• Developmental essay #6 (30 points)
  • Mastery Quiz (5 points)

Week 8

  • Initial response to discussion topic
  • Core Assessment: Professional Essay (100 points)
  • Peer responses to discussion (10 points) 
  • Final Exam (100 points)

Academic Honesty:
Academic integrity is the foundation of the academic community. Because each student has the primary responsibility for being academically honest, students are advised to read and understand all sections of this policy relating to standards of conduct and academic life. Park University students and faculty members are encouraged to take advantage of the University resources available for learning about academic honesty ( or Park University 2010-2011 Undergraduate Catalog Page 92

Plagiarism involves the use of quotations without quotation marks, the use of quotations without indication of the source, the use of another's idea without acknowledging the source, the submission of a paper, laboratory report, project, or class assignment (any portion of such) prepared by another person, or incorrect paraphrasing. from Park University 2010-2011 Undergraduate Catalog Page 92-93

Attendance Policy:
Instructors are required to maintain attendance records and to report absences via the online attendance reporting system.

  1. The instructor may excuse absences for valid reasons, but missed work must be made up within the semester/term of enrollment.
  2. Work missed through unexcused absences must also be made up within the semester/term of enrollment, but unexcused absences may carry further penalties.
  3. In the event of two consecutive weeks of unexcused absences in a semester/term of enrollment, the student will be administratively withdrawn, resulting in a grade of "F".
  4. A "Contract for Incomplete" will not be issued to a student who has unexcused or excessive absences recorded for a course.
  5. Students receiving Military Tuition Assistance or Veterans Administration educational benefits must not exceed three unexcused absences in the semester/term of enrollment. Excessive absences will be reported to the appropriate agency and may result in a monetary penalty to the student.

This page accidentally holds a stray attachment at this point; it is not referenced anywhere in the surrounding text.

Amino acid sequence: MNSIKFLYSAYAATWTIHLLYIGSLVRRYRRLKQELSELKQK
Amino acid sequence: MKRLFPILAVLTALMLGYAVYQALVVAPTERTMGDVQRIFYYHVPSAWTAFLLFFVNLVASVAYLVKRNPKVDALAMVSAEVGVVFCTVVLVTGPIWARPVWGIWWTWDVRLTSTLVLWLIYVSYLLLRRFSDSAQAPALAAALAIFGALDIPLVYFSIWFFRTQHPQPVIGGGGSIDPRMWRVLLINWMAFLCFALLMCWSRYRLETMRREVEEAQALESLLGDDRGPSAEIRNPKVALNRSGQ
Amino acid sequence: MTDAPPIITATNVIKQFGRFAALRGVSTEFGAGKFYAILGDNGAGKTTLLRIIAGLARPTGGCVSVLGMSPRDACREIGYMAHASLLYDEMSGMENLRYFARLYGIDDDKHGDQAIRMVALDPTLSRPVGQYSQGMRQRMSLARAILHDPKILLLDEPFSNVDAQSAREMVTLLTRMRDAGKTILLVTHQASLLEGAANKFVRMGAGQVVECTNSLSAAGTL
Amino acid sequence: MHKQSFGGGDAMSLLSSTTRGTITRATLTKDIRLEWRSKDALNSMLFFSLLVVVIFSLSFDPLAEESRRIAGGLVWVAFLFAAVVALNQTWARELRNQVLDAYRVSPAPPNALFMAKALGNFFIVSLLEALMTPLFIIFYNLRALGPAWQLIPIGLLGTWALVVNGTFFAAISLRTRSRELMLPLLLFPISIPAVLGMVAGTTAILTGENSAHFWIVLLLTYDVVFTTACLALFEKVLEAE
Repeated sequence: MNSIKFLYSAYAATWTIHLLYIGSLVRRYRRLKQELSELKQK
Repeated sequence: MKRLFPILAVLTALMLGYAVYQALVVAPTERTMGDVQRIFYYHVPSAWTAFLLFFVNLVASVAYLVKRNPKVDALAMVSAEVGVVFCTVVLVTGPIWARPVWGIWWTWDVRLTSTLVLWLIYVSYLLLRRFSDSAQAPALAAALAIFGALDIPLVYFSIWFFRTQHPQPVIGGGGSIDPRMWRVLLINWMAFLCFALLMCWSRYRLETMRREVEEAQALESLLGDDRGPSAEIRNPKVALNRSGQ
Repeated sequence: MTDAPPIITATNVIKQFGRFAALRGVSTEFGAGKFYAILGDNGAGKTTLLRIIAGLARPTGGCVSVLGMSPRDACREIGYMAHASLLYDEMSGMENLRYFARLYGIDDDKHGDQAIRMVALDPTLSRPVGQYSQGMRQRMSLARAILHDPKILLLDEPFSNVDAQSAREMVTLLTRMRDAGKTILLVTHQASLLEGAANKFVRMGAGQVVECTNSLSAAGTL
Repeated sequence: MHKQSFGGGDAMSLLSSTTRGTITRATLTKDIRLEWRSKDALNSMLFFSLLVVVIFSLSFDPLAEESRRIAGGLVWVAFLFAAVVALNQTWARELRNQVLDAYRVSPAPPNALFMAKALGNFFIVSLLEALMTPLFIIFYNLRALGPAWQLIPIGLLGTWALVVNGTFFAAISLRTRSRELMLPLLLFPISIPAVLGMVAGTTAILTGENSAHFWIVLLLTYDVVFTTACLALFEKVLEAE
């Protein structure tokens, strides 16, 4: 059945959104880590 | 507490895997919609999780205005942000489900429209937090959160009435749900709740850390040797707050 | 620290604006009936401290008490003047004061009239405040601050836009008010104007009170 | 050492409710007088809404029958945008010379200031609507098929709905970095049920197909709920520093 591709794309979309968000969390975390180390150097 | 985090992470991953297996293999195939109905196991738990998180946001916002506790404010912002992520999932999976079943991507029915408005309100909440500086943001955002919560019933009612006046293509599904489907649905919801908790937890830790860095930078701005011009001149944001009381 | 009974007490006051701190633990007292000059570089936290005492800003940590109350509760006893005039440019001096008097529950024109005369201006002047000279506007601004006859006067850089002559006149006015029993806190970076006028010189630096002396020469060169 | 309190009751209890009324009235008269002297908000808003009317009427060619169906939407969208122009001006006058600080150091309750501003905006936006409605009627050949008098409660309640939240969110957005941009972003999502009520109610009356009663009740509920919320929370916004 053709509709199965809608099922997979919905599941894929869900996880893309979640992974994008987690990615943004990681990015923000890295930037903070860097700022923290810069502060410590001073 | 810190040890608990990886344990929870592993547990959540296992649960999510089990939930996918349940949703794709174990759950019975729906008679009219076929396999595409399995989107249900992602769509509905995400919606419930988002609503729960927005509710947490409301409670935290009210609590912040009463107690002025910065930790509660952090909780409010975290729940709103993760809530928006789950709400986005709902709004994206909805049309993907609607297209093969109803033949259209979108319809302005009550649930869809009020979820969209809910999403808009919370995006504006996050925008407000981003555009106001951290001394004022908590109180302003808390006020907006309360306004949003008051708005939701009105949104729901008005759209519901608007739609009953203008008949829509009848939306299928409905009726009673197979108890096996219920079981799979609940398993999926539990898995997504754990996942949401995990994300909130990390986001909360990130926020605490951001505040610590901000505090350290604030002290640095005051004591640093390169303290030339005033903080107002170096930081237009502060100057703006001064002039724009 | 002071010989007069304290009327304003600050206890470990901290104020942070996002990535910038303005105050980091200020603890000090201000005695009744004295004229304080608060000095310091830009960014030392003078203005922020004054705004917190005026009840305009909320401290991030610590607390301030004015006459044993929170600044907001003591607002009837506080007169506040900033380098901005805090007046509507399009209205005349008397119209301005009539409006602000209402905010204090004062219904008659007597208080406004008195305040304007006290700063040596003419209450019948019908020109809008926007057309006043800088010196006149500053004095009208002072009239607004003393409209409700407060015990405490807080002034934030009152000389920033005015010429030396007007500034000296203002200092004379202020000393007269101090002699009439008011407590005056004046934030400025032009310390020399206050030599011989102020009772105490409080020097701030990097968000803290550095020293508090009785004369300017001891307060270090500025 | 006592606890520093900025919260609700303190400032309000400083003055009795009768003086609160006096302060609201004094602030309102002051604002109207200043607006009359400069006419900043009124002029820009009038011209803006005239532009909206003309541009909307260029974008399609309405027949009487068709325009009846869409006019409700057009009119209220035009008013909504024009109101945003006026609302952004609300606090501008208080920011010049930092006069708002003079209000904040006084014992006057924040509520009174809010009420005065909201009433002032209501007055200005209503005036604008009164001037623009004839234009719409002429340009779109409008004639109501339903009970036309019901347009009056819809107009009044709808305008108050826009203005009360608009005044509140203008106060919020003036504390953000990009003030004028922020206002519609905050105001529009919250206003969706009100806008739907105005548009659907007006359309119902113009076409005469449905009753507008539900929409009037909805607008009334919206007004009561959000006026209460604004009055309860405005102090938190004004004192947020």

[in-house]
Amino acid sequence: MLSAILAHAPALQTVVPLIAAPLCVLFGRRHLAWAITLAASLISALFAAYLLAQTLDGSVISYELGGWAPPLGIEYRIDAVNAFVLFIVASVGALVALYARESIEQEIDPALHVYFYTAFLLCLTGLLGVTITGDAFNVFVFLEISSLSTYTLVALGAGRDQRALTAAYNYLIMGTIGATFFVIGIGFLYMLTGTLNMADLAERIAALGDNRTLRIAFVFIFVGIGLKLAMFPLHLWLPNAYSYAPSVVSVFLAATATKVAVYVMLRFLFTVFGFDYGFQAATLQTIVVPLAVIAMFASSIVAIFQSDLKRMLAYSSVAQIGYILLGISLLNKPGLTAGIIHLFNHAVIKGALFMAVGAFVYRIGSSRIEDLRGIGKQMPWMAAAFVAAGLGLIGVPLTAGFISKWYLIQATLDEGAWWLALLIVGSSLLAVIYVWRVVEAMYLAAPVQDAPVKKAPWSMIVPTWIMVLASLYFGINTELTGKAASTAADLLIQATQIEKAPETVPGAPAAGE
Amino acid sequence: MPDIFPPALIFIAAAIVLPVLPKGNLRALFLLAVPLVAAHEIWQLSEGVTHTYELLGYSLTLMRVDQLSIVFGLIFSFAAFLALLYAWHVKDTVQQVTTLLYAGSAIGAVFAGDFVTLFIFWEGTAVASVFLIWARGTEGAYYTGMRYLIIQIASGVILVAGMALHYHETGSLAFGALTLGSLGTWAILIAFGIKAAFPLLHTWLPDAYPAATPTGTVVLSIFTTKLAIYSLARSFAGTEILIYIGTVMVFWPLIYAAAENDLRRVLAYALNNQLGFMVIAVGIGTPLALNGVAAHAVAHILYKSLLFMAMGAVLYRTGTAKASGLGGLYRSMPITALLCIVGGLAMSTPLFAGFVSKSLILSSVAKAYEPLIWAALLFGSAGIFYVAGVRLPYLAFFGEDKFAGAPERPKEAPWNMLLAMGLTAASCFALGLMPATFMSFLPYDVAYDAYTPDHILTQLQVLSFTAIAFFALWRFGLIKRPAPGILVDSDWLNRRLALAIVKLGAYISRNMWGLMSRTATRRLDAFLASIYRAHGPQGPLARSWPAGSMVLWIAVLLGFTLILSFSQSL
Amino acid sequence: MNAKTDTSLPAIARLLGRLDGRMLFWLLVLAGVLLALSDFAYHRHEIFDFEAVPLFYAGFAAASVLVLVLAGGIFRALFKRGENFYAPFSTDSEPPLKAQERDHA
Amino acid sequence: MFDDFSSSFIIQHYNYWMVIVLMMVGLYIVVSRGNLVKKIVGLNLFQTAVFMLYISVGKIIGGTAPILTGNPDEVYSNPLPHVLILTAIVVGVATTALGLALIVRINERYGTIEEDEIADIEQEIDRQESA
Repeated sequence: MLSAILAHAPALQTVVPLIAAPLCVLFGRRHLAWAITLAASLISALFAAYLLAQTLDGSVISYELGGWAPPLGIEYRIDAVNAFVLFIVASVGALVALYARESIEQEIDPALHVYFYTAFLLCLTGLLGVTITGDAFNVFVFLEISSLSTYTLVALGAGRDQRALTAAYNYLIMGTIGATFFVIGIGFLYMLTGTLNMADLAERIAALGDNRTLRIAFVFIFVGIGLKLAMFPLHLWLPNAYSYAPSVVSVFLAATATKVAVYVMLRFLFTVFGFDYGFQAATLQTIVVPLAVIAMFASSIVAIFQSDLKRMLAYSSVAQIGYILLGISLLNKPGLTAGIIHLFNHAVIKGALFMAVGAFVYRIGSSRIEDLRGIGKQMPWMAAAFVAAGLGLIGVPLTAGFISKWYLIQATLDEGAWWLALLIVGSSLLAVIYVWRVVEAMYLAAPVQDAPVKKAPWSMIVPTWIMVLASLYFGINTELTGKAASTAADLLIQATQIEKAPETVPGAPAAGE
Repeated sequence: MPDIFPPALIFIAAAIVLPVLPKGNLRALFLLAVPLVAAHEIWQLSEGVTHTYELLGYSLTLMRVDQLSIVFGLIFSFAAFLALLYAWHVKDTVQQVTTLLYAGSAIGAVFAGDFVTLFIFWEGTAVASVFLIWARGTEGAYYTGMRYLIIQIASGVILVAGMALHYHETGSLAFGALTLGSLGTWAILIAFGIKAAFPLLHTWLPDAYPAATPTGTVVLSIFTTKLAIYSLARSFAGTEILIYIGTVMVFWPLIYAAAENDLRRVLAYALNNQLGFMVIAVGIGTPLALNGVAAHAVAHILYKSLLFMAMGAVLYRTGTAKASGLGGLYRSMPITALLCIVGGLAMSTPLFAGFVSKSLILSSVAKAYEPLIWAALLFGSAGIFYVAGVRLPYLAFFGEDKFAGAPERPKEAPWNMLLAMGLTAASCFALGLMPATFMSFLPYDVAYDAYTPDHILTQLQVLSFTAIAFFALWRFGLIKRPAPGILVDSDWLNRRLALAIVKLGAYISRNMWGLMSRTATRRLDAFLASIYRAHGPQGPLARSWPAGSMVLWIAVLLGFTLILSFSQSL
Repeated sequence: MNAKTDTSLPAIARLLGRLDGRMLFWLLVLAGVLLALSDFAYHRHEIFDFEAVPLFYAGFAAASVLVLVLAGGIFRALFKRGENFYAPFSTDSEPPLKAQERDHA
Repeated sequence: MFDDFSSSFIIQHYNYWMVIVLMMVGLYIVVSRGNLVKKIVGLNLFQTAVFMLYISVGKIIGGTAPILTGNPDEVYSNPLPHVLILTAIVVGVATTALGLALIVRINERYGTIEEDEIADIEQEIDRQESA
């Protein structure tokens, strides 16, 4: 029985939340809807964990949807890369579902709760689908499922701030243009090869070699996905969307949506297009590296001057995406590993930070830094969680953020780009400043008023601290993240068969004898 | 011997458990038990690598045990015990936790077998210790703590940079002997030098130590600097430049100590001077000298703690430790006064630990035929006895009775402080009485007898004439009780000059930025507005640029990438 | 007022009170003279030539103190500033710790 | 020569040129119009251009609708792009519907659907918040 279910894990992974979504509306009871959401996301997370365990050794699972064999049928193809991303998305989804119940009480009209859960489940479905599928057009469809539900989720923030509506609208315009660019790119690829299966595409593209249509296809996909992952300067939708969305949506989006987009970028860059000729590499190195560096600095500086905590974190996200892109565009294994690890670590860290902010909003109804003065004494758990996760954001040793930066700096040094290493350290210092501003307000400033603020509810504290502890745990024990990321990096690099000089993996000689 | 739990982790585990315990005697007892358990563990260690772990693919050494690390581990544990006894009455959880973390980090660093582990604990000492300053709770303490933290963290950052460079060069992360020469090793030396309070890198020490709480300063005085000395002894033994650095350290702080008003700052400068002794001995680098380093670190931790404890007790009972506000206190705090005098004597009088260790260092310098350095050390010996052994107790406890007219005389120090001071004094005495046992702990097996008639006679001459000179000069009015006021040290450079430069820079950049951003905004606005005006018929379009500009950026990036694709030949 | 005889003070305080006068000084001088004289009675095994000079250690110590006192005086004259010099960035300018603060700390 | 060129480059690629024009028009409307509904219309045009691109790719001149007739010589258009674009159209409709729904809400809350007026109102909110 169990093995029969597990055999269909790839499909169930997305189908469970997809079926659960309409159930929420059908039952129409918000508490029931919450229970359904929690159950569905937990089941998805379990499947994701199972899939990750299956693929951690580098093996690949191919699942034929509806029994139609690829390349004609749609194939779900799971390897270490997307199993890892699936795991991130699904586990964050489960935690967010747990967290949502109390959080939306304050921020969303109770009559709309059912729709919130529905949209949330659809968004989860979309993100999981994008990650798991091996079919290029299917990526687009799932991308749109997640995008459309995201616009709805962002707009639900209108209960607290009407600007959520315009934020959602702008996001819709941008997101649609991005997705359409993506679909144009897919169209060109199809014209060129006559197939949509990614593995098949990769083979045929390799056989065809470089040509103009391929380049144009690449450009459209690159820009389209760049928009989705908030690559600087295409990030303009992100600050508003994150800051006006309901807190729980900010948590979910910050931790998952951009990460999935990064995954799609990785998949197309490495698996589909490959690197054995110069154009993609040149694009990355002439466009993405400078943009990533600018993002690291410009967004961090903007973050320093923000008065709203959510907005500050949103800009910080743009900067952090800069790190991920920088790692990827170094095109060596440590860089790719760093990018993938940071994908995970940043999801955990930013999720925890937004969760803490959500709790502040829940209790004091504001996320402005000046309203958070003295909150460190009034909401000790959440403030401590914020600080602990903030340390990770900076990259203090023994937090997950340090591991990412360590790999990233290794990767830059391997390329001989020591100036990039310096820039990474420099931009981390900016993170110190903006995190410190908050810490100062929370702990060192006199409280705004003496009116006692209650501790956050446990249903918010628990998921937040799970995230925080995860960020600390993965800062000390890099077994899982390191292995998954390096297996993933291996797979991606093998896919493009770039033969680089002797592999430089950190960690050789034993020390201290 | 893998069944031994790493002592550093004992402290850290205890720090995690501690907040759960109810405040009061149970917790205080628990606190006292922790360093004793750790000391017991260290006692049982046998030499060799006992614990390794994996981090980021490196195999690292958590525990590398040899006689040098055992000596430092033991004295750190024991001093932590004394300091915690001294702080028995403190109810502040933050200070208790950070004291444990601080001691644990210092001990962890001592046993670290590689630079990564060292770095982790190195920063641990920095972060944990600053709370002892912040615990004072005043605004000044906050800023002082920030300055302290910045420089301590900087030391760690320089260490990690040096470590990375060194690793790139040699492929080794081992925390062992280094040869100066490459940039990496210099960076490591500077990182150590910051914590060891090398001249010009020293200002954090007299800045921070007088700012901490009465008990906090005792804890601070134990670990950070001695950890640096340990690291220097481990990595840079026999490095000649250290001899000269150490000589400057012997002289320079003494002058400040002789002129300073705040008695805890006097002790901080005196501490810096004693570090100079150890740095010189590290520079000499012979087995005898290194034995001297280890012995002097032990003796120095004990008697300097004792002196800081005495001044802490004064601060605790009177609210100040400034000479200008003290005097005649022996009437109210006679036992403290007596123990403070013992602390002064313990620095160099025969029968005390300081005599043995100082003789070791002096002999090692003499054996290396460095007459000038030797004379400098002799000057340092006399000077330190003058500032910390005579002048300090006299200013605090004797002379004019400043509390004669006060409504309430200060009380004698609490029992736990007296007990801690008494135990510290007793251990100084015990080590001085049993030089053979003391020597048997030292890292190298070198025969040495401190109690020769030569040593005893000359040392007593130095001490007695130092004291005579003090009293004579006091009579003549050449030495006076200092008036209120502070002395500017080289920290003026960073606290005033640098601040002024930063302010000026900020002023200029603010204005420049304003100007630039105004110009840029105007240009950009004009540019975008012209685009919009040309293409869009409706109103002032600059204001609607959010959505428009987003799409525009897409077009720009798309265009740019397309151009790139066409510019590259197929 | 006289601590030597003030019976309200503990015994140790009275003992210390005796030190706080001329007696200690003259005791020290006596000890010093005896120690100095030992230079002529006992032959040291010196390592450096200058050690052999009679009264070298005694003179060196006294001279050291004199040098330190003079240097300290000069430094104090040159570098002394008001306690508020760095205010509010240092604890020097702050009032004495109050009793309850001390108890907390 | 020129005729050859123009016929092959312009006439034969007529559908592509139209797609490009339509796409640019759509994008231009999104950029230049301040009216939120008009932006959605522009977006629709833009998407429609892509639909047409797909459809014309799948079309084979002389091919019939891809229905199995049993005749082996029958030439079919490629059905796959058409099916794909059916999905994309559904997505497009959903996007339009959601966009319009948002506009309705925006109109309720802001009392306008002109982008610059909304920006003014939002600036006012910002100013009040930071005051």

6. Report of a "F" grade (attendance or academic) resulting from excessive absence for those students who are receiving financial assistance from agencies not mentioned in item 5 above will be reported to the appropriate agency.
ONLINE NOTE: An attendance report of "P" (present) will be recorded for students who have logged in to the Online classroom at least once during each week of the term. Recording of attendance is not equivalent to participation. Participation grades will be assigned by each instructor according to the criteria in the Grading Policy section of the syllabus.

Park University 2010-2011 Undergraduate Catalog Page 95-96

Disability Guidelines:
Park University is committed to meeting the needs of all students that meet the criteria for special assistance. These guidelines are designed to supply directions to students concerning the information necessary to accomplish this goal. It is Park University's policy to comply fully with federal and state law, including Section 504 of the Rehabilitation Act of 1973 and the Americans with Disabilities Act of 1990, regarding students with disabilities. In the case of any inconsistency between these guidelines and federal and/or state law, the provisions of the law will apply. Additional information concerning Park University's policies and procedures related to disability can be found on the Park University web page: .


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Last Updated:10/12/2010 12:53:34 PM